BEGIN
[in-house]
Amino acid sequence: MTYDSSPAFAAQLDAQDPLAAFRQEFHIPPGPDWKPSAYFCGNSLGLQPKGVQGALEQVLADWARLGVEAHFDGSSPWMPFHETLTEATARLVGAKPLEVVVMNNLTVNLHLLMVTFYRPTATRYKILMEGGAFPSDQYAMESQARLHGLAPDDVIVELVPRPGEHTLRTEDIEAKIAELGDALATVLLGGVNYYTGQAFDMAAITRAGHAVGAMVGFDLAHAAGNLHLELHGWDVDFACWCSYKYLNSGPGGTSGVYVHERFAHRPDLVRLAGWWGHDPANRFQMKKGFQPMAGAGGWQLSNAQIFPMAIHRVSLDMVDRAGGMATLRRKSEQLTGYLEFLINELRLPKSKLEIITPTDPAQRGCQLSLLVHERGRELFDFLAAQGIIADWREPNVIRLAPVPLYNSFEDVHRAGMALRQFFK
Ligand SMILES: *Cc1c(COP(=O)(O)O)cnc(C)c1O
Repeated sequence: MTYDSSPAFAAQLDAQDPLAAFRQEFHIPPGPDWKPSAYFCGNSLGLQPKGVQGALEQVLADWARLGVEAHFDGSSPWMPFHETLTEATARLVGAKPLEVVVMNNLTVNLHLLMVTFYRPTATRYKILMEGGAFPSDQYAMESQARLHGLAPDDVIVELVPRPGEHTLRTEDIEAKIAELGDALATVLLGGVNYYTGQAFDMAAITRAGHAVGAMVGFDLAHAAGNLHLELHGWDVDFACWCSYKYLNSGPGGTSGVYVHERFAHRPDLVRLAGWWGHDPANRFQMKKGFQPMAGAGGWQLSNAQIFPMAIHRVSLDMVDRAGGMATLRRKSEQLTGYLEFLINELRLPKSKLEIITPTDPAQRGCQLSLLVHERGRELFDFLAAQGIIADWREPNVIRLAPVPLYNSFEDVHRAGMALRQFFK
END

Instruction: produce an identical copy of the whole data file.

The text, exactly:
[in-house]
Amino acid sequence: MTYDSSPAFAAQLDAQDPLAAFRQEFHIPPGPDWKPSAYFCGNSLGLQPKGVQGALEQVLADWARLGVEAHFDGSSPWMPFHETLTEATARLVGAKPLEVVVMNNLTVNLHLLMVTFYRPTATRYKILMEGGAFPSDQYAMESQARLHGLAPDDVIVELVPRPGEHTLRTEDIEAKIAELGDALATVLLGGVNYYTGQAFDMAAITRAGHAVGAMVGFDLAHAAGNLHLELHGWDVDFACWCSYKYLNSGPGGTSGVYVHERFAHRPDLVRLAGWWGHDPANRFQMKKGFQPMAGAGGWQLSNAQIFPMAIHRVSLDMVDRAGGMATLRRKSEQLTGYLEFLINELRLPKSKLEIITPTDPAQRGCQLSLLVHERGRELFDFLAAQGIIADWREPNVIRLAPVPLYNSFEDVHRAGMALRQFFK
Ligand SMILES: *Cc1c(COP(=O)(O)O)cnc(C)c1O
Repeated sequence: MTYDSSPAFAAQLDAQDPLAAFRQEFHIPPGPDWKPSAYFCGNSLGLQPKGVQGALEQVLADWARLGVEAHFDGSSPWMPFHETLTEATARLVGAKPLEVVVMNNLTVNLHLLMVTFYRPTATRYKILMEGGAFPSDQYAMESQARLHGLAPDDVIVELVPRPGEHTLRTEDIEAKIAELGDALATVLLGGVNYYTGQAFDMAAITRAGHAVGAMVGFDLAHAAGNLHLELHGWDVDFACWCSYKYLNSGPGGTSGVYVHERFAHRPDLVRLAGWWGHDPANRFQMKKGFQPMAGAGGWQLSNAQIFPMAIHRVSLDMVDRAGGMATLRRKSEQLTGYLEFLINELRLPKSKLEIITPTDPAQRGCQLSLLVHERGRELFDFLAAQGIIADWREPNVIRLAPVPLYNSFEDVHRAGMALRQFFK